The airline industry is an enormous business in terms of operating capacity and expense. This means the industry is bulletproof and brings in huge profits annually. Well, no, not really. The airline industry is fundamentally a service operation. In other words, it is a business that does not trade tangible goods, but instead trades a service for money. The industry is responsible for transferring its customers from point A to B along with their belongings. There are many facets to make the airline industry operationally profitable and the business is in no way bullet proof. When the economy is on a downturn, the industry suffers significantly.
Economically, the United States is arguably in a recession. The country has been slammed with many hardships over the past years. The price of housing has dropped, the credit realm has virtually crashed, and the price of crude oil has skyrocketed. All of the above have a negative impact on the airline industry. The daily operations of the industry require many laborers and large capital. The profit margin is relatively low when factoring in the significant amounts of required operational capital.
When considering the current economically sour factors, the price of crude oil has the most significant impact on the airline industry. Other than labor costs, the price of fuel makes up the most percentage of daily operations, which is estimated at around 16% (Airline Economics, 2008). Oil price increases begin the domino effect and lead to higher operations cost for the industry. This of course cuts into the small profit margin and forces the industry to act. Unfortunately, the actions are typically layoffs, job elimination, customer reward reduction, ticket price increases etc.
Shifts and Price Elasticity of Supply and Demand
The airline industry is considered to be a luxury expense for the average flyers budget. Consumers can substitute the luxury of arriving faster with slower alternatives such as trains, automobiles, and boats. Since the price of oil forces the industry to increase the price of a ticket, the demand to fly will naturally shift to the left. The demand to fly reduces with the increases in price.
Airlines house an elastic service in terms of both supply and demand. The demand elasticity displays that consumers respond to a price increase by flying less. A 10 % increase in price may reduce the demand to fly by 20 %. The supply elasticity displays an increase in pricing also increases the supply. When the airline industry is forced to increase prices to compensate for rapid, steep oil prices the industry ultimately takes big profit margin loss.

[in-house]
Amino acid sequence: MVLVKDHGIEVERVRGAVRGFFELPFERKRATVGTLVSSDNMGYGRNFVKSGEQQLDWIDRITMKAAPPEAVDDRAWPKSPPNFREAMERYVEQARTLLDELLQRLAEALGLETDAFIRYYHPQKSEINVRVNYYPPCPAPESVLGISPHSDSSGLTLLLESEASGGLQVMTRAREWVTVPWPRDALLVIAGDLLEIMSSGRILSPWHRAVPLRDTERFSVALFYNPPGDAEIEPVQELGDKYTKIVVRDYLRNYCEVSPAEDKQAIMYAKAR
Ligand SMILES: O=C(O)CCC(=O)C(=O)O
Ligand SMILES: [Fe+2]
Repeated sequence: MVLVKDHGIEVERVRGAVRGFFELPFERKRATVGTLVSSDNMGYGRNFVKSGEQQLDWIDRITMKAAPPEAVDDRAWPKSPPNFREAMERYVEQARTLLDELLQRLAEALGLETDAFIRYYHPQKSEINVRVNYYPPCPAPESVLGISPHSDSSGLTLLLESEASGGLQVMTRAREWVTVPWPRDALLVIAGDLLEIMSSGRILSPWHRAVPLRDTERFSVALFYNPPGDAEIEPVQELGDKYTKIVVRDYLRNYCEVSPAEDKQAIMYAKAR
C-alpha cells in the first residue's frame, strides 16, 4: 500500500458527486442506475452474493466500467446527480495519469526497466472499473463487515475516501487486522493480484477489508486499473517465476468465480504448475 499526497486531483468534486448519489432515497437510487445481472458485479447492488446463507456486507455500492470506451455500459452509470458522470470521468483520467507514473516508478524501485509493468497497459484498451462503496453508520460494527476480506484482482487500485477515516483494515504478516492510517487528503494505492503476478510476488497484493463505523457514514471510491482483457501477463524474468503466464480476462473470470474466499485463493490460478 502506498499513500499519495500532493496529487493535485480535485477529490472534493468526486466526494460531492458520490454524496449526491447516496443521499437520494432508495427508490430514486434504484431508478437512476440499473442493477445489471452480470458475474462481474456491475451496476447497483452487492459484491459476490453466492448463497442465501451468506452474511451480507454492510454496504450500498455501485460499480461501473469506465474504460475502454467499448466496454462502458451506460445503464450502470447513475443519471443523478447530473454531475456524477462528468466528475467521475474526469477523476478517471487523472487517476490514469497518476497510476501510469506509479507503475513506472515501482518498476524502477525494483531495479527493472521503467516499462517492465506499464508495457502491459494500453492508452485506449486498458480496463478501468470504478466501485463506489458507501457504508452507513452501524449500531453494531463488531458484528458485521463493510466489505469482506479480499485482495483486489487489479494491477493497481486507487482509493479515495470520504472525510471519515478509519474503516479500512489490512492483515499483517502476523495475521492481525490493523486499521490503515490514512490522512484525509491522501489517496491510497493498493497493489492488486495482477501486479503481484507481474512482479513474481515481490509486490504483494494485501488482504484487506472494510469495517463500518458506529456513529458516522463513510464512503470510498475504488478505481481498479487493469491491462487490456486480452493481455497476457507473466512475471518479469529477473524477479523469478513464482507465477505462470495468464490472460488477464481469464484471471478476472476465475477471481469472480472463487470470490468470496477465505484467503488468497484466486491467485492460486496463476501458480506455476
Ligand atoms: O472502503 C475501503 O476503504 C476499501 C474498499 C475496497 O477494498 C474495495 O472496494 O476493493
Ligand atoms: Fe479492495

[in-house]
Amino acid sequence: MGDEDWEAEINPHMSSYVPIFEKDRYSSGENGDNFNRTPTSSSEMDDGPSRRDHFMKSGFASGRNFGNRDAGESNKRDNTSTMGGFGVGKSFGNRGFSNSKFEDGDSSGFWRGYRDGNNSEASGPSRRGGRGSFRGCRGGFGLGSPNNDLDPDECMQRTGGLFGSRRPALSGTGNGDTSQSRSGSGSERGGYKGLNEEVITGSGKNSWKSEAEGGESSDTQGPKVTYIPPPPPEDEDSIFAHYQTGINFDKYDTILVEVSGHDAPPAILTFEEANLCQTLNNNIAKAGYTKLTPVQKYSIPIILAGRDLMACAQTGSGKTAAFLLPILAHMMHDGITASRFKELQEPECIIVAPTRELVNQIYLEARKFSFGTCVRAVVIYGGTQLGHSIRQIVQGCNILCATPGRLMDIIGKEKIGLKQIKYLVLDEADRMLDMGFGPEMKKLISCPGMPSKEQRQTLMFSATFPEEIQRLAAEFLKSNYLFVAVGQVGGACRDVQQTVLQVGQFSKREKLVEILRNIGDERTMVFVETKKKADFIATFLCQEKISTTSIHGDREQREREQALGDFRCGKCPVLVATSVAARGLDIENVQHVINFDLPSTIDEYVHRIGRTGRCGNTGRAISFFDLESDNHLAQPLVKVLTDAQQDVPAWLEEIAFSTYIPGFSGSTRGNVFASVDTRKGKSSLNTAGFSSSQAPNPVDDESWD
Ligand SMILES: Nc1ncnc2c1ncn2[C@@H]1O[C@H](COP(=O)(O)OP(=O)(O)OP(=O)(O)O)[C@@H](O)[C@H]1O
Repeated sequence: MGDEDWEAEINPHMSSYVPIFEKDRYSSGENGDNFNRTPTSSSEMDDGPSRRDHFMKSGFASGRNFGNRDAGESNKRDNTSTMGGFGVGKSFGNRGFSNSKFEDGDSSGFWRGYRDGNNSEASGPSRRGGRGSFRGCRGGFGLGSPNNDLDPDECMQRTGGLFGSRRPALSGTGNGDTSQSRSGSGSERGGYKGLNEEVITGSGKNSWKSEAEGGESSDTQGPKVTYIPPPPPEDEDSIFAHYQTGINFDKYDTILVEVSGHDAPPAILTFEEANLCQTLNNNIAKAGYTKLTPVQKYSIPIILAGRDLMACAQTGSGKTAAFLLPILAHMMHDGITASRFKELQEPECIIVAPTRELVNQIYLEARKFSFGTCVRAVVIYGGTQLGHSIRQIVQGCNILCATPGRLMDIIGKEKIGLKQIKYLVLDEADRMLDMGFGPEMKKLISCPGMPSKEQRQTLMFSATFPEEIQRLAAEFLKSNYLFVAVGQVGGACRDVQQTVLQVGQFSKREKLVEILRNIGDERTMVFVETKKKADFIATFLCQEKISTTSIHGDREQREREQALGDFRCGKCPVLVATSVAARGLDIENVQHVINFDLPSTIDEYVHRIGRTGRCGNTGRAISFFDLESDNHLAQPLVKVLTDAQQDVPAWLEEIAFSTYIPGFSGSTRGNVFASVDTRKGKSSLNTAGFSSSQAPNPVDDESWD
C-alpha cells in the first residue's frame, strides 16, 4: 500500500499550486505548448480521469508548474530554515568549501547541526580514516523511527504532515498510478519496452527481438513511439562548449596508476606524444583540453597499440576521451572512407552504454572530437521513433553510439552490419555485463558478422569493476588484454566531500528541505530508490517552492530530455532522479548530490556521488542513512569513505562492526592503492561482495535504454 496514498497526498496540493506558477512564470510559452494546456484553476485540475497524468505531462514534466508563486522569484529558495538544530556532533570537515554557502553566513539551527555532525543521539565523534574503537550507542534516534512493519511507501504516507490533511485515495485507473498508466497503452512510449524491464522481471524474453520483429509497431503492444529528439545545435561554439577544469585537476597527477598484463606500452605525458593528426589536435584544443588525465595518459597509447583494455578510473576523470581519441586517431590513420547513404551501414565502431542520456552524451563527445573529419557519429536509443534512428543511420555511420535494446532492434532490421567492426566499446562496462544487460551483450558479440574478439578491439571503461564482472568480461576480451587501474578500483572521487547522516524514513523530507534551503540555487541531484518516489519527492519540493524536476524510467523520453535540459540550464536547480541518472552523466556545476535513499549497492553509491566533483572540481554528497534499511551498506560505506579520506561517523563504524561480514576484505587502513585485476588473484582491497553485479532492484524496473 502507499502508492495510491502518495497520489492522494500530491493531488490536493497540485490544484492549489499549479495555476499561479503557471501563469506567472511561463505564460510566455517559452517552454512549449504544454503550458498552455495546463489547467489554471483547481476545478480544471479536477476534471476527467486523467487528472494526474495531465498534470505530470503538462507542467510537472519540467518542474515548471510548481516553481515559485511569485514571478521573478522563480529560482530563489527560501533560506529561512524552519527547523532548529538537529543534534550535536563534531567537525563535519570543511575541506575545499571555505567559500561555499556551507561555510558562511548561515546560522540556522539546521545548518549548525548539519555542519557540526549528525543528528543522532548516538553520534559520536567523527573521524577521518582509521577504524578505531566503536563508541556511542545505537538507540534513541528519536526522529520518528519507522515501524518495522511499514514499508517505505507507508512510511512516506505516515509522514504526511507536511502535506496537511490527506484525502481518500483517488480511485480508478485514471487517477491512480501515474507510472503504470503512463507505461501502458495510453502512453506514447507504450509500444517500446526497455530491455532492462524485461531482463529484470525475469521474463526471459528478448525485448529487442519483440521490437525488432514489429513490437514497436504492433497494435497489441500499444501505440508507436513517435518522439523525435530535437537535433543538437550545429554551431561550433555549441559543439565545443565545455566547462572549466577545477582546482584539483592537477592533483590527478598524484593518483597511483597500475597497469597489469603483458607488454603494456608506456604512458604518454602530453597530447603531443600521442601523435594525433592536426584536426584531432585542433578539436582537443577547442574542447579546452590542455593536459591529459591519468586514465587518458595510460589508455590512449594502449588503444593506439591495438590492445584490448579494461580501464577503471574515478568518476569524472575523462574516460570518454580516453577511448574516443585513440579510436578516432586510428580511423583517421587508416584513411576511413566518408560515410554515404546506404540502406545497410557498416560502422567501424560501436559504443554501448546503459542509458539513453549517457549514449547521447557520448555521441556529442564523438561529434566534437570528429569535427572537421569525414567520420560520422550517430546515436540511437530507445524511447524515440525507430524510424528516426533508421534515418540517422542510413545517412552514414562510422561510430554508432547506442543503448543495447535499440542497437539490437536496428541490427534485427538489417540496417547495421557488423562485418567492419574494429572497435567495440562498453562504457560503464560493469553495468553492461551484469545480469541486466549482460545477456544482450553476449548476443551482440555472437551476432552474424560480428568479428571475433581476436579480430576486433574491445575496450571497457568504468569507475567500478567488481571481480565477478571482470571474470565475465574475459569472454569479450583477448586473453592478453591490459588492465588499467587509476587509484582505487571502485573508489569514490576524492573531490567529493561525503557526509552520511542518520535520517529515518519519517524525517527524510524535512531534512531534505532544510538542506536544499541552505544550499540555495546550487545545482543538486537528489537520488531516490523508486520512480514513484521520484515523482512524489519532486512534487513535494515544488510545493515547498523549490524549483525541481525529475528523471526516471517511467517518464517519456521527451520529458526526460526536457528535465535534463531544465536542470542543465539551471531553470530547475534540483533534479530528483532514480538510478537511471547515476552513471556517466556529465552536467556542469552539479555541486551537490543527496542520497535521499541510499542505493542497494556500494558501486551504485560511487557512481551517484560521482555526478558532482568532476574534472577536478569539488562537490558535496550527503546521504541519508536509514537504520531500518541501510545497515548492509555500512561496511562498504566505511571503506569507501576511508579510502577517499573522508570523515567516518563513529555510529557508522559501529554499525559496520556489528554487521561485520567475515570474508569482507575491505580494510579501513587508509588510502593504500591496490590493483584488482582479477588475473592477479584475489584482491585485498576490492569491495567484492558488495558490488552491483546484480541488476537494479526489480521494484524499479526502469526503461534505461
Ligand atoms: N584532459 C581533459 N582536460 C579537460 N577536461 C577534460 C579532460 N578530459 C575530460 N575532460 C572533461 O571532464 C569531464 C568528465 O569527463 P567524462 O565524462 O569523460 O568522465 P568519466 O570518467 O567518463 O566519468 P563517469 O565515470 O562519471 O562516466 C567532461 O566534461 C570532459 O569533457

Positive and Negative Externalities
In order to sustain airline business consumers must purchase airline tickets. This seems like common sense and it is. The majority of people do not consider how heavy externalities affect the market. The U.S. attacks on September 11, 2001 proved how heavy tragedy’s can impact the industry. Tourists virtually stopped traveling via airliners. Tourism is a large cash flow stream for the industry along with business flyers. The business flyers will generally continue to fly regardless of price increases. The industry was affected by the non market acts of the terrorists.
Airlines pollute the air with several hundred pounds of burnt fuel per typical flight. This is a negative externality that is not factored into the market price of an airline ticket. On the contrary, a positive externality is the benefit that these large machines provide for the American population. Having the ability to cross the country in several hours is at least a phenomenon of the century. Having the ability to travel rapidly is a luxury and a positive externality of the airline industry.
Perhaps a better idea of positive and negative externalities can be provided with a scenario. A massive Earthquake erupts in Mexico. A U.S. airliner has the ability to provide assistance very rapidly. The fast response is a positive externality. The Mexican citizens will benefit from the U.S. fast response. On the contrary however the general public must suffer from the noise and pollution the airliner ejects. This noise and pollution is a negative externality of the airline flight.